The data is shifted in an 8 bit for green, 8 bits for red and finally 8 bits for blue intensity. (Total 3 byte)
Once a LED receives 24 bits data at its data-in pin, it forwards the data through its data-out pin to the next LED’s data-in pin.

The LED strip should be powered by an external 5V-12V power source.
by setting LED to maximal brightness, the maximum current of  LED will be ca. 50mA  (0,05 A x 60 LED’s = 3,0 A).

To reduce noise on strip you need to  add a 220 or 470 Ohm resistor between the arduino digital output pin and the strip data input pin.

Arduino libraries:
Adafruit’s Neopixel and RTClib

Demo Code

// include the library code
#include <Adafruit_NeoPixel.h> 

#define PIN 3
#define NUM_LEDS 60

Adafruit_NeoPixel strip = Adafruit_NeoPixel(NUM_LEDS, PIN, NEO_GRB + NEO_KHZ800);
RTC_DS1307 RTC;       // establish clock object

DateTime now;         // holds current clock time
byte hrs, mins, secs; 

int BLINK_PIN = 13;

void setup() {
  delay(1000);       // 1 second delay for recovery
  pinMode(BLINK_PIN, INPUT);
  if (!RTC.begin()) {
    Serial.println("Couldn't find RTC");
  if (!RTC.isrunning()) {
    Serial.println("RTC is NOT running!");
    RTC.adjust(DateTime(F(__DATE__), F(__TIME__)));
  strip.show();       // Initialize all pixels to 'off'

void loop() {
  DateTime now = RTC.now();
  secs = now.second();  // get seconds
  mins = now.minute();  // get minutes
  hrs = now.hour();     // get hours
  Serial.print(now.year()); Serial.print("-");
  Serial.print(now.month()); Serial.print("-");
  Serial.print(now.day()); Serial.print(" ");
  Serial.print(hrs); Serial.print(":");
  Serial.print(mins); Serial.print(":");
  strip.setPixelColor(secs, 0x000055);
  strip.setPixelColor(mins, 0x550000);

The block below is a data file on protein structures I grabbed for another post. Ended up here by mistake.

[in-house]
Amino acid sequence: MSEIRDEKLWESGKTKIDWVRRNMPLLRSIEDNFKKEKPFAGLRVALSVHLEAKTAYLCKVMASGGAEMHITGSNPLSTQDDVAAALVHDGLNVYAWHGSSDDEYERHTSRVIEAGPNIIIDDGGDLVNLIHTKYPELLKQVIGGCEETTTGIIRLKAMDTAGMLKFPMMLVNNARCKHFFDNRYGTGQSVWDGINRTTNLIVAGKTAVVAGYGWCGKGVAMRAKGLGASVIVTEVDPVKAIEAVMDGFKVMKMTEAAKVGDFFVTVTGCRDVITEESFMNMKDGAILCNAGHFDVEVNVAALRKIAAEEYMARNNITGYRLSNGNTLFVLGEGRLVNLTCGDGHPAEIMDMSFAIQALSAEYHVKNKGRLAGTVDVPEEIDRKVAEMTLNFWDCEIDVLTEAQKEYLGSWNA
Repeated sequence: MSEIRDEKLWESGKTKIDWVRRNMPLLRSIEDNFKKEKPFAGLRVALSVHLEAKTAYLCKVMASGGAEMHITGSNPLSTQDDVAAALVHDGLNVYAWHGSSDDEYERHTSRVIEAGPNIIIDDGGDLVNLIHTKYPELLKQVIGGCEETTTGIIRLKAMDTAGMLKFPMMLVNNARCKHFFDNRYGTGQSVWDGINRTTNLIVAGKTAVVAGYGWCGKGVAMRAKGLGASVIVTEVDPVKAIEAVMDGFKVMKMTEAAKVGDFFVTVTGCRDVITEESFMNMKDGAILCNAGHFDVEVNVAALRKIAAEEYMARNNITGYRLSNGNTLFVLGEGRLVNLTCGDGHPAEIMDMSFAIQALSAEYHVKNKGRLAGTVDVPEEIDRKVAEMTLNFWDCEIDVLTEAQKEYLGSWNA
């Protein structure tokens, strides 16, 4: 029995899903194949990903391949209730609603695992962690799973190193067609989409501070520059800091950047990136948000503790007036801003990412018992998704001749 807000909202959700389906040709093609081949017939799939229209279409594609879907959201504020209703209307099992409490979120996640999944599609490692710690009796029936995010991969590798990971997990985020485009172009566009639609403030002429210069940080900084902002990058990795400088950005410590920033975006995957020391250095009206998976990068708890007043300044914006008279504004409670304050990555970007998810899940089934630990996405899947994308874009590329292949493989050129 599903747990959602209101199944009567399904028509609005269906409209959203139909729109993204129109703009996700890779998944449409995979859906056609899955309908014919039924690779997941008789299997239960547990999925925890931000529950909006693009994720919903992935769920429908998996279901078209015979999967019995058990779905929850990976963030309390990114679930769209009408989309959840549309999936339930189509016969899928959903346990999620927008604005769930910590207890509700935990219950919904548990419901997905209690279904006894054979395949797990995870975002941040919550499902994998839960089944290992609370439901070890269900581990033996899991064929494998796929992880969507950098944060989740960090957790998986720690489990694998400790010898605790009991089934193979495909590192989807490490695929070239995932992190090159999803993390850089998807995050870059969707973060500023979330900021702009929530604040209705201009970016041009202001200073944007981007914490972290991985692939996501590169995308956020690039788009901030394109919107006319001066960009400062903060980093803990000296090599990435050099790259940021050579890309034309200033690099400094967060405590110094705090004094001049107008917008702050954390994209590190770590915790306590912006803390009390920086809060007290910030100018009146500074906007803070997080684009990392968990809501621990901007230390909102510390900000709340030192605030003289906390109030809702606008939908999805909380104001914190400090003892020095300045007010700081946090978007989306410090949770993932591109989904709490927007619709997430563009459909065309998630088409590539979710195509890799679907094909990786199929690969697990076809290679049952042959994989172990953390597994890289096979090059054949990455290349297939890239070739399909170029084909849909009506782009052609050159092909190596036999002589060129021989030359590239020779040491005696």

strip.setPixelColor(hrs, 0x005500);
  anyNr1(0, 0, 127); Serial.print("function: anyNr1\n");

// fill
void anyNr1(byte red, byte green, byte blue) {
  int l;
  for(l=NUM_LEDS+1; l>secs; l--) {  
    LToRight(l, red, green, blue);
    for(int n=0; n<NUM_LEDS; n++) {
      if (n <= secs) {
        if (n != mins && n != hrs) strip.setPixelColor(n, 0x000055);
      } else {
        if (n != mins && n != hrs) strip.setPixelColor(n, strip.Color(0, 0, 0));

void setPixel(int Pixel, byte red, byte green, byte blue) {
  strip.setPixelColor(Pixel, strip.Color(red, green, blue));

void LToRight(int i, byte red, byte green, byte blue) {
  if (i != secs && i != mins && i != hrs) 
    setPixel(i, red, green, blue);  
  if (i+1 != secs && i+1 != mins && i+1 != hrs) 
    setPixel(i+1, red/5, green/5, blue/5); 
  if (i+2 != secs && i+2 != mins && i+2 != hrs) 
    setPixel(i+2, red/10, green/10, blue/10);
  if (i+3 != secs && i+3 != mins && i+3 != hrs) 
    setPixel(i+3, red/20, green/20, blue/20);
  if (i+4 != secs && i+4 != mins && i+4 != hrs) 
    setPixel(i+4, red/30, green/30, blue/30);
  if (i+5 != secs && i+5 != mins && i+5 != hrs) 
    setPixel(i+5, red/90, green/90, blue/90);
  strip.setPixelColor(secs, 0x000055);
  strip.setPixelColor(mins, 0x550000);
  strip.setPixelColor(hrs, 0x005500);